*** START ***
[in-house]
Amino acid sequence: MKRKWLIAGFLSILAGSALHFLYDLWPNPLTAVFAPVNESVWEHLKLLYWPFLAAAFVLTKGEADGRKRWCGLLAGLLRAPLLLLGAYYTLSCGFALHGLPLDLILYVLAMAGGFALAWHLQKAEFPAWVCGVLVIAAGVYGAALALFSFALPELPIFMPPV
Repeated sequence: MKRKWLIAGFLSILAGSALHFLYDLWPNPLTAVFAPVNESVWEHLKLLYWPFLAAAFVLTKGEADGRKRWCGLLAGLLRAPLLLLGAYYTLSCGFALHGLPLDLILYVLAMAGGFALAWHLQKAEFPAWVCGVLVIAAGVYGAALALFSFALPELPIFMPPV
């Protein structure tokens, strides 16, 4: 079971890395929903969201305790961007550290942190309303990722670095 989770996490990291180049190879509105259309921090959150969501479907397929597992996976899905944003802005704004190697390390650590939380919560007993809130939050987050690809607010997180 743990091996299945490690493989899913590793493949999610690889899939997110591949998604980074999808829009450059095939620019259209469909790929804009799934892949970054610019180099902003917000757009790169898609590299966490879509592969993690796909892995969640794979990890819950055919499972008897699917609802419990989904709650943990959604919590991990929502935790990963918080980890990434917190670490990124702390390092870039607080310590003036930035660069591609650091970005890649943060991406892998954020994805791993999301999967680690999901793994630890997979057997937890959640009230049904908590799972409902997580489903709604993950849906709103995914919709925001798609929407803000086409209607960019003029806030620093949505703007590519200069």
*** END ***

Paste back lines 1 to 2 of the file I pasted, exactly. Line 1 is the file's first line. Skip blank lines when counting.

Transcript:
[in-house]
Amino acid sequence: MKRKWLIAGFLSILAGSALHFLYDLWPNPLTAVFAPVNESVWEHLKLLYWPFLAAAFVLTKGEADGRKRWCGLLAGLLRAPLLLLGAYYTLSCGFALHGLPLDLILYVLAMAGGFALAWHLQKAEFPAWVCGVLVIAAGVYGAALALFSFALPELPIFMPPV